The Spout Path section of the renowned East Coast Trail is a 16K path that edges the dramatic coastline of Newfoundland's rocky East Coast. To hike the Spout Path proper, the route actually takes 21K due to an unloved, 6.3K cart trail / access path entering from Petty Harbour.
Our original plan was to over-night on the trail. We planned to hike this route, tent near the Spout, and then extend the route further to the next section, to make it worth two days of hiking. But when schedules failed us, we simply turned it into a day hike.
Although backcountry hiking is sought more often for its solitude, I was told that hiking the ECT is really meant to put you in touch not only with the island's landscape, but also with the its genuinely friendly people. While in the area, we stayed at a B&B called Wild Roses in The Goulds. Not only did they offer lodging and breakfast, but as is common to many establishments, they expect you for dinner and offer provisions for a packed lunch for the trail. Shuttle services picked us up at our trail's end in Bay of Bulls. It was often hard to remember you're in someone else's home, and not your Mom's!
I haven't set foot on other trail sections on the ECT, but from reading other accounts from Google searches, the Spout Path is a memorable one for many who have hiked the system extensively. One thing worth repeating from the well documented map-set the Trail Association sells, is that this section is one of the more difficult. Besides good fitness, I would also suggest a sturdy pair of hiking boots and hiking pole. The terrain is pretty rough in places. I'm not sure of the surrounding information, but a couple of days before we were there, a woman was airlifted with a broken leg. The day we were there, we came upon a group whose member rolled an ankle, coming down some rocks near the lighthouse. I noted that he was wearing trail shoes with a multi-day pack. It was probably just plain bad luck, but we wore boots, and didn't have problems.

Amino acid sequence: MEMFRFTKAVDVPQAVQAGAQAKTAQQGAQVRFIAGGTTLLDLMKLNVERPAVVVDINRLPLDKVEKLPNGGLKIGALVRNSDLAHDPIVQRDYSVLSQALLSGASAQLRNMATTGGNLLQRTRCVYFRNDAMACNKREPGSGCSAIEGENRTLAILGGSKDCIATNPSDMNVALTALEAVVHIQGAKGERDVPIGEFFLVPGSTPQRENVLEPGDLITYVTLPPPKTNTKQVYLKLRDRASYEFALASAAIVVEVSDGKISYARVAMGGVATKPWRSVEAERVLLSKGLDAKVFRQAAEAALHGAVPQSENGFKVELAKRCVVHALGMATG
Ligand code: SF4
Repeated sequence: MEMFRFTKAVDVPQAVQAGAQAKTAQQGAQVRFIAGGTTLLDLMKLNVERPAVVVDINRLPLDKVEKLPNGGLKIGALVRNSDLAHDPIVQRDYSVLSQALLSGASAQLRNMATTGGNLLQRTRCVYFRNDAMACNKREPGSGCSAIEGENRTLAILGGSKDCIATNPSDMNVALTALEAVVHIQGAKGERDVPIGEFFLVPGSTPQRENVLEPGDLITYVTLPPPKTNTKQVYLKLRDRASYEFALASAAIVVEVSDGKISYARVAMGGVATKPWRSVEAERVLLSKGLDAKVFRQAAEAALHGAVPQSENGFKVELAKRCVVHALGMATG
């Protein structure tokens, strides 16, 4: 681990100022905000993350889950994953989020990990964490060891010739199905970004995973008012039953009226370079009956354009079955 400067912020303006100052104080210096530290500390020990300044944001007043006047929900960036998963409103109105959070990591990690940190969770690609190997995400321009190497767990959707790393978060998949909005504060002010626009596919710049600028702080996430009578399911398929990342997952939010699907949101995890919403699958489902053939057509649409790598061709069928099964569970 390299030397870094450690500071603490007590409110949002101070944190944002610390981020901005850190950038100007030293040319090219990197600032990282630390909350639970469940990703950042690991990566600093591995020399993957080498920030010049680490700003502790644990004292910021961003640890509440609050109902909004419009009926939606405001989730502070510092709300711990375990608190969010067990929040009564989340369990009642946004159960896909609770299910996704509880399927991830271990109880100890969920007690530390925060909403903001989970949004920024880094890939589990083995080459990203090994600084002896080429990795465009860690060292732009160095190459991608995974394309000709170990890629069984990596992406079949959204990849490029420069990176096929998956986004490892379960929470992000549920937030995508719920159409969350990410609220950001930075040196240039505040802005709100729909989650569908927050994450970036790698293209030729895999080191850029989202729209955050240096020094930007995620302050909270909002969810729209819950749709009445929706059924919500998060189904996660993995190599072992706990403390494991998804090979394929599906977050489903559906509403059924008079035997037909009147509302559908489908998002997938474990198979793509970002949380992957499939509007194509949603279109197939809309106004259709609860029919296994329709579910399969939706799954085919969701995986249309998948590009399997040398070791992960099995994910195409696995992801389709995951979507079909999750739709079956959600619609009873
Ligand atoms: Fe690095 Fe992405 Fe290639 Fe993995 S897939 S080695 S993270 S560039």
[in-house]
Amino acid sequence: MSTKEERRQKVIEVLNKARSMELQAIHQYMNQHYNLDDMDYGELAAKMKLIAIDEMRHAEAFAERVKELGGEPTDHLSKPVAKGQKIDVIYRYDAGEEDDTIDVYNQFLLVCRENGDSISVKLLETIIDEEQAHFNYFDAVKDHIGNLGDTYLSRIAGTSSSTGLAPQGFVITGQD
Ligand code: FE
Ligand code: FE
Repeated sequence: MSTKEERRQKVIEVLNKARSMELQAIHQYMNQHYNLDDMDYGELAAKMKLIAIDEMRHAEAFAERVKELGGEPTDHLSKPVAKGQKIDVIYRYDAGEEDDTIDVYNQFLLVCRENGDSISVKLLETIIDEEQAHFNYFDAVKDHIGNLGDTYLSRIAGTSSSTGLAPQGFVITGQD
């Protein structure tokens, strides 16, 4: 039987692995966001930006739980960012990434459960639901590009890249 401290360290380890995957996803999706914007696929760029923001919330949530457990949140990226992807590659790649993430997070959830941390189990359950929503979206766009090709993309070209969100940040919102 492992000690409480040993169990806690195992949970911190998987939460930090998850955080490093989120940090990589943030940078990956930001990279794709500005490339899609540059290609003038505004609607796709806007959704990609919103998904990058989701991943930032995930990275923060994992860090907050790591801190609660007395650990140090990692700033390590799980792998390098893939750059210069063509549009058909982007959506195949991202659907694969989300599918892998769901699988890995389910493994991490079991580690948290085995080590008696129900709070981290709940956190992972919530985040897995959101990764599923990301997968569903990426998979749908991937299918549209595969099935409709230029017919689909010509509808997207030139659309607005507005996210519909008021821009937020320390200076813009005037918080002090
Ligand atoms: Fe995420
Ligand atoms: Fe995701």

Starting at the end Shoal Bay Road, we parked our rental, and started in on 6.3K of featureless gravel cart track at around a quarter after nine. Signage was adequate. Let's just say that the section passed quickly thanks to good company. After an hour and change, we were at the junction of the East Coast trail. You could smell the salt air, hear the waves crashing, and through the trees, you could make out the rugged boulders being hammered by crashing surf. It was a feast for your senses. At the right time of year, (Mid August, it wasn't!) you can add migrating whales and ice bergs to the mix. Approximate distance signage was presented at the junction. Knowing what side the ocean was suppose to be is your best navigational aid for this coastal trek. For us, it was on our left.
The trail is a foot path that ranges between soft peaty ground within a forest canopy meandering not far from the coast, boardwalk infrastructure over meadow inland bogs, timber-anchored steps up steeper rocky hills, and the hard reality of boulders. Some of the trail routes itself less than a foot from sheer cliff drop-offs, and as noted by my wife, probably not suitable for children. There are no warning signs or railings. It's "Au-Naturelle". These occasional route features certainly give one visual perspective of the awesome rock masses that you're perched upon. A perspective otherwise only appreciated from the ocean.
The agenda for the day was pretty much set. It would be a series of gulches, sea stacks, capes and waterfalls, interspursed by meadows and forest groves of weather-warn evergreens. It was a trail where you could see where you were going, and where you had progressed in terms of the vast bigger picture. For sure, the journey from A to B would not be straight due to the hills, capes and points.
At a little more than half way through the hike, we stopped to lunch at the spot where the path gets its name; The Spout. Fed by none other than the Spout River, it is a fresh water geyser, created by water filling a vertical rock cavity, then compressed by salt water wave action from a cave far below. The narrow two-foot opening where it enters, acts as the portal from which a thirty foot or higher burst of high pressure spray jets toward the sky. Up close and personal, it's loud and powerful! You can safely get right up next to the hole on a good weather day. The feature alone is well worth the hike through!